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Brett Kavanaugh's Supreme Court Confirmation Vote Was One Of The Closest In US History

Only one Supreme Court nominee was confirmed on a closer vote. That vote was in 1881.

Last updated on October 6, 2018, at 5:10 p.m. ET

Posted on October 5, 2018, at 3:05 p.m. ET

Pool / Reuters

Judge Brett Kavanaugh testifies before the Senate Judiciary Committee on Sept. 27.

President Donald Trump's Supreme Court nominee, Brett Kavanaugh, was confirmed Saturday to the Supreme Court by the narrowest of margins.

The Saturday 50–48 vote for confirmation came in the wake of sexual assault allegations and the judge's emotional and partisan pushback in a hearing last week.

Kavanaugh's confirmation is the closest successful Supreme Court confirmation vote since the invention of the mousetrap.

In fact, only one other justice in the nation's history has been confirmed on a one-vote basis: former justice Stanley Matthews, who was first nominated in the closing days of Rutherford Hayes' presidency; the Senate did not act on that nomination. Hayes' successor, James Garfield, renominated Matthews, however, and he was confirmed on a 24–23 vote on May 12, 1881.

On Friday afternoon, both Sens. Susan Collins and Joe Manchin — the two last undeclared votes — announced they planned to vote for Kavanaugh's confirmation following Friday's 51–49 vote to end debate on the nomination. (Sen. Lisa Murkowski opposed Kavanaugh's confirmation, but, on the final tally, asked to be recorded as “present” as a courtesy to her fellow Republican, Sen. Steve Daines, who supports Kavanaugh’s appointment but was attending his daughter’s wedding in Montana.)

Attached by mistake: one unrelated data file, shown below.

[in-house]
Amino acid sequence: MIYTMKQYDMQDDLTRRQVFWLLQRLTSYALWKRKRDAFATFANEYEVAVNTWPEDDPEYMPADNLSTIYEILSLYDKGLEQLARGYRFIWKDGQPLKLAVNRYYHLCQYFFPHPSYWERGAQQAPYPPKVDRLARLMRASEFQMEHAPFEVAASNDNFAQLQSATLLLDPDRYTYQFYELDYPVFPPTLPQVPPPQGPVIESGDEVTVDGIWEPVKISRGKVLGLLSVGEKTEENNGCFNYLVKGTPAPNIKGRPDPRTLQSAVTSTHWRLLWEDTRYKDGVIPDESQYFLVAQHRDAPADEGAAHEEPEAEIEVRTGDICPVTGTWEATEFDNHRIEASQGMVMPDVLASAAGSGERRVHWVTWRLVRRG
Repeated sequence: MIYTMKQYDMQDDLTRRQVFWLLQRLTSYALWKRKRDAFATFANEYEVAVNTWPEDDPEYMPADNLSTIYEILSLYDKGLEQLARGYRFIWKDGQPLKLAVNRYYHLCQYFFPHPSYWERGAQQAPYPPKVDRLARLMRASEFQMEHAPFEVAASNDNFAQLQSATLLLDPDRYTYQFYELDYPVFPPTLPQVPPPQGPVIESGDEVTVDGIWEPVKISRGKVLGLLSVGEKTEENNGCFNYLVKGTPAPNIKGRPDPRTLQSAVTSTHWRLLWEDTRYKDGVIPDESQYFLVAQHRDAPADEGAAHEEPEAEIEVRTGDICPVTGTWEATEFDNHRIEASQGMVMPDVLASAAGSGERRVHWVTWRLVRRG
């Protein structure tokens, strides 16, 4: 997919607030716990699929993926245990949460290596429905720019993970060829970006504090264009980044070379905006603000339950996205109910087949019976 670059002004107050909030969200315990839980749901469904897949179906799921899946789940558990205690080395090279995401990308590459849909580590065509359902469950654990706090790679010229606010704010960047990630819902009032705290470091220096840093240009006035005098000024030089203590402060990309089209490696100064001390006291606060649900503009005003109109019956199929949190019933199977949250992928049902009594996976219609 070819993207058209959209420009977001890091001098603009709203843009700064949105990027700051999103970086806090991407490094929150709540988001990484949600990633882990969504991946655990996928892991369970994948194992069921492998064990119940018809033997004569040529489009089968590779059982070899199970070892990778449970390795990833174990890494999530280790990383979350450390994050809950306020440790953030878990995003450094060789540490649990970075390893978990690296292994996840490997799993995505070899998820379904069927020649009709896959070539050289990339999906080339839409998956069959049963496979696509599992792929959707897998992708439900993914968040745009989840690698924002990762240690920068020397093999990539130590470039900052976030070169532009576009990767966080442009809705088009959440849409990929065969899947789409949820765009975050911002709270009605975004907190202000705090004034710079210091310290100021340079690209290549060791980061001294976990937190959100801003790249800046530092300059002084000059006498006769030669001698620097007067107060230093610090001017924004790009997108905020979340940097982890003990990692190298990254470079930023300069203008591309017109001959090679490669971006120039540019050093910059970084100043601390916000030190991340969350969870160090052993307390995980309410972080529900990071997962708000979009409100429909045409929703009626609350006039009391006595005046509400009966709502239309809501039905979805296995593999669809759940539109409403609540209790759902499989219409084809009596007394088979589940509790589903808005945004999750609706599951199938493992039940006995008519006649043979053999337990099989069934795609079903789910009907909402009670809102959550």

After Matthews' 1881 confirmation, he served on the court for less than a decade until his death in March 1889. His most famous opinion was the Supreme Court's unanimous decision in Yick Wo v. Hopkins, an 1886 decision holding that it was still unconstitutional to apply a law in a discriminatory way even if it was neutral on its face. That was, Matthews wrote for the court, what had happened to Yick Wo in San Francisco with its application of an ordinance regarding the issuance of laundromat licenses.

Only two other would-be justices faced such close votes in the history of the country — and neither was confirmed. One of former president Herbert Hoover's nominees, John Parker, was defeated on a 39–41 vote in 1930 in the midst of the Great Depression. Before that, former president James Buchanan's nominee, Jeremiah Black, had his nomination voted down on a 25–26 vote less than two months before the start of the Civil War.


This story was updated with additional information about the expected votes of Sens. Susan Collins, Joe Manchin, Lisa Murkowski, and Steve Daines.


This story was updated after Saturday's confirmation vote.

A BuzzFeed News investigation, in partnership with the International Consortium of Investigative Journalists, based on thousands of documents the government didn't want you to see.